One, with the fact that we have “unconscious” and then a general provision saying for anything else, is there any potential that by adding two specific examples into the second paragraph, the courts may then narrow the scope of what it's intended to mean?

Two, would somebody not being aware that they are not obliged to consent to the activity not be a mistake of law, a misunderstanding of the law, as opposed to incapacity?

The official from the Department of Justice who answered the question, Nathalie Levman, counsel for the criminal law policy section, stated the following:

Regarding your second point, I agree with you. I'm concerned that this doesn't necessarily speak to the capacity issue that proposed paragraph 153.1(3)(b) speaks to.

That raises a number of different points about your first question, which is that the law on when a person is so incapacitated that no consent is obtained in law is complex. The case law is difficult and there may be a number of different factors that are relevant. Singling out two factors, one of which may not relate to capacity, may have some unintended effects. As to what those effects could be, I cannot speculate, but I just point out that it is a complex issue of law, this particular paragraph, proposed paragraph 273.1(2)(b).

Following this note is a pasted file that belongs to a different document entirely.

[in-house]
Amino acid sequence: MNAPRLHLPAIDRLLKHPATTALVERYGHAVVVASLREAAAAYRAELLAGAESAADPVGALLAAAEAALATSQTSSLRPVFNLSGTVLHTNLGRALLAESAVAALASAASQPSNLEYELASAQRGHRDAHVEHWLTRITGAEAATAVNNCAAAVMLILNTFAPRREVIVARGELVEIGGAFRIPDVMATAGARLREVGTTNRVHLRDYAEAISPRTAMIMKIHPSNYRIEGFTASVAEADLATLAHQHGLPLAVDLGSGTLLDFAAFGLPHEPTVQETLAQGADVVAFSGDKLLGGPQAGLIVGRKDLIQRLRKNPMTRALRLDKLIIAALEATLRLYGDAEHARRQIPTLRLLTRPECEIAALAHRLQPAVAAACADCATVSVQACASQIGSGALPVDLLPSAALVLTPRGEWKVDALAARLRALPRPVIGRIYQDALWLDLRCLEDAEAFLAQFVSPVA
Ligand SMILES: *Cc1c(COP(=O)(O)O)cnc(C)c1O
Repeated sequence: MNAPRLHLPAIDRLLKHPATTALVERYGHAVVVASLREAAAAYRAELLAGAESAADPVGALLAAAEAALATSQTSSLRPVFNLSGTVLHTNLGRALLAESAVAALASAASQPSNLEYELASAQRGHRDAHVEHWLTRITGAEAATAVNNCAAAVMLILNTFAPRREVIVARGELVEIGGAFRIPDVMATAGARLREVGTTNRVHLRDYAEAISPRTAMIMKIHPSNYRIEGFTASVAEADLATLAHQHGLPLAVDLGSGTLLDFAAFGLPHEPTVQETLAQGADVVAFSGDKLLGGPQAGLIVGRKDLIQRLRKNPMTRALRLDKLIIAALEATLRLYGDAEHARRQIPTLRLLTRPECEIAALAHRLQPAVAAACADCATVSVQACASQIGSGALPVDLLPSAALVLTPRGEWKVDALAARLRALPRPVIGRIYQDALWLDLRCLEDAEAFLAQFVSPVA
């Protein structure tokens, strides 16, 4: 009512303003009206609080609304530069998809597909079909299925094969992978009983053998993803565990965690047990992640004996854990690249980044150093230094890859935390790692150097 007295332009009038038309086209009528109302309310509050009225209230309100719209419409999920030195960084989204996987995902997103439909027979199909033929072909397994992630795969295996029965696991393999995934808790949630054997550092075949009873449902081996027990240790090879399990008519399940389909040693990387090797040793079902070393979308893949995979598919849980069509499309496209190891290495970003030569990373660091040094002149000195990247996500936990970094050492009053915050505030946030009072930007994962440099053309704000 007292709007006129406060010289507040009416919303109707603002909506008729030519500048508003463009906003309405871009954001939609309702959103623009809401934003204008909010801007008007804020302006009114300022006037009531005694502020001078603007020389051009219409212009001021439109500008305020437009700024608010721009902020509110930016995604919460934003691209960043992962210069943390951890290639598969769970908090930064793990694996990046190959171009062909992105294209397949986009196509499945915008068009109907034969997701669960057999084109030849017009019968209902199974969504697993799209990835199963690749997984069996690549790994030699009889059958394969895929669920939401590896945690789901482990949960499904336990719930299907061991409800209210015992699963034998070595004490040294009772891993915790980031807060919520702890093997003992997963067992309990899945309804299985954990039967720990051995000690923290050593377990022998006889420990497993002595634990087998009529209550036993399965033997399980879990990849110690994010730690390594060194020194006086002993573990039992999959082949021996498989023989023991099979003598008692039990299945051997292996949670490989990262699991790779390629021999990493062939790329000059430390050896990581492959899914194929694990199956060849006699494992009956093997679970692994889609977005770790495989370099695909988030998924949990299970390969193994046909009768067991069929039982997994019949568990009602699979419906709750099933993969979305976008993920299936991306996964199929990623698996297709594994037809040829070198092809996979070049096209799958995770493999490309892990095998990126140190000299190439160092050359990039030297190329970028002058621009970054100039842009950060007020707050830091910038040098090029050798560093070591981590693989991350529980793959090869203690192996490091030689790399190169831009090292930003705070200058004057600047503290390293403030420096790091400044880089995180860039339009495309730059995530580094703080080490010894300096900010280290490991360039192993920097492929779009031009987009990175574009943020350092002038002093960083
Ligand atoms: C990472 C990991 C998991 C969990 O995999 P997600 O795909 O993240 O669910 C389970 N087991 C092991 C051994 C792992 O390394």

That brings me back to my argument. The fact that the Department of Justice was unable to say clearly what the intended amendment would even mean and talk to us about the ambiguity that the amendment potentially offered leads me to conclude, as I believe my Conservative and Liberal colleagues all concluded at committee, that adding these words into the law, while well intentioned, may have factors that we had not considered. I think this would certainly render a provision to the law that the courts have now interpreted for a considerable amount of time even more complex than it needs to be, leading to multiple questions that I could see being asked now to deal with the all of the different situations put forward by the Senate amendment.